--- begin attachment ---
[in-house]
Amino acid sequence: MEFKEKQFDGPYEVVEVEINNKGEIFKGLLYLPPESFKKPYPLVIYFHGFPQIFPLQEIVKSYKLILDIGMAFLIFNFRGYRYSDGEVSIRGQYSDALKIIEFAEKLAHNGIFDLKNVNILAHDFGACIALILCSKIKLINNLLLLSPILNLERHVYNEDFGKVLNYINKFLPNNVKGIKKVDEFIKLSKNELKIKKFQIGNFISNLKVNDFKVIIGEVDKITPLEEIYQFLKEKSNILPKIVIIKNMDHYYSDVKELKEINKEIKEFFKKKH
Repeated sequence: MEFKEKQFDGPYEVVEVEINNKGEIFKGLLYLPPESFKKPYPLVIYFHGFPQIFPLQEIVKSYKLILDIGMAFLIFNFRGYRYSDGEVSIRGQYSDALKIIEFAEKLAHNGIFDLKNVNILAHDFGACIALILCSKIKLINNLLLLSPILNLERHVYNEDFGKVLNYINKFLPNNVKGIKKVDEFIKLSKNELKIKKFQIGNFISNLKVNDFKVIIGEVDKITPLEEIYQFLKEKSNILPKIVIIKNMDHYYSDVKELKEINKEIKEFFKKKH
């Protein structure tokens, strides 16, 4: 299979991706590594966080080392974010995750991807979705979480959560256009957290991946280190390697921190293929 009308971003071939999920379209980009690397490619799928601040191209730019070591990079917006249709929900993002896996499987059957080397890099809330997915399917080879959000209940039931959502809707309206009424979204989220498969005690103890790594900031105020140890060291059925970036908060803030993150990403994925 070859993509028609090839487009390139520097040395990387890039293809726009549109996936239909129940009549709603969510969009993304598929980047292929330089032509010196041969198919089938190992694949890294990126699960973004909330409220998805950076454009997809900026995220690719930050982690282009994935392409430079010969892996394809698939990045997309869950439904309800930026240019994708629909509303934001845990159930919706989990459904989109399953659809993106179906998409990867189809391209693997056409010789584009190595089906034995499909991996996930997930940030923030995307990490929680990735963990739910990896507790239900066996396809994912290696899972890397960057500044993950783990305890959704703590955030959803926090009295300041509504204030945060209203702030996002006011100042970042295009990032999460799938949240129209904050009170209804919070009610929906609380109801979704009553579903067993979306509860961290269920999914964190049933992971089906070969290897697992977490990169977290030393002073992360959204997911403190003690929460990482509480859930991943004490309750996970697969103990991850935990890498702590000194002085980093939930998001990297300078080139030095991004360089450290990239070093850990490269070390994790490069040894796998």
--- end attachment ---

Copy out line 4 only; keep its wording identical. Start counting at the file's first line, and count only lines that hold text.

């Protein structure tokens, strides 16, 4: 299979991706590594966080080392974010995750991807979705979480959560256009957290991946280190390697921190293929 009308971003071939999920379209980009690397490619799928601040191209730019070591990079917006249709929900993002896996499987059957080397890099809330997915399917080879959000209940039931959502809707309206009424979204989220498969005690103890790594900031105020140890060291059925970036908060803030993150990403994925 070859993509028609090839487009390139520097040395990387890039293809726009549109996936239909129940009549709603969510969009993304598929980047292929330089032509010196041969198919089938190992694949890294990126699960973004909330409220998805950076454009997809900026995220690719930050982690282009994935392409430079010969892996394809698939990045997309869950439904309800930026240019994708629909509303934001845990159930919706989990459904989109399953659809993106179906998409990867189809391209693997056409010789584009190595089906034995499909991996996930997930940030923030995307990490929680990735963990739910990896507790239900066996396809994912290696899972890397960057500044993950783990305890959704703590955030959803926090009295300041509504204030945060209203702030996002006011100042970042295009990032999460799938949240129209904050009170209804919070009610929906609380109801979704009553579903067993979306509860961290269920999914964190049933992971089906070969290897697992977490990169977290030393002073992360959204997911403190003690929460990482509480859930991943004490309750996970697969103990991850935990890498702590000194002085980093939930998001990297300078080139030095991004360089450290990239070093850990490269070390994790490069040894796998």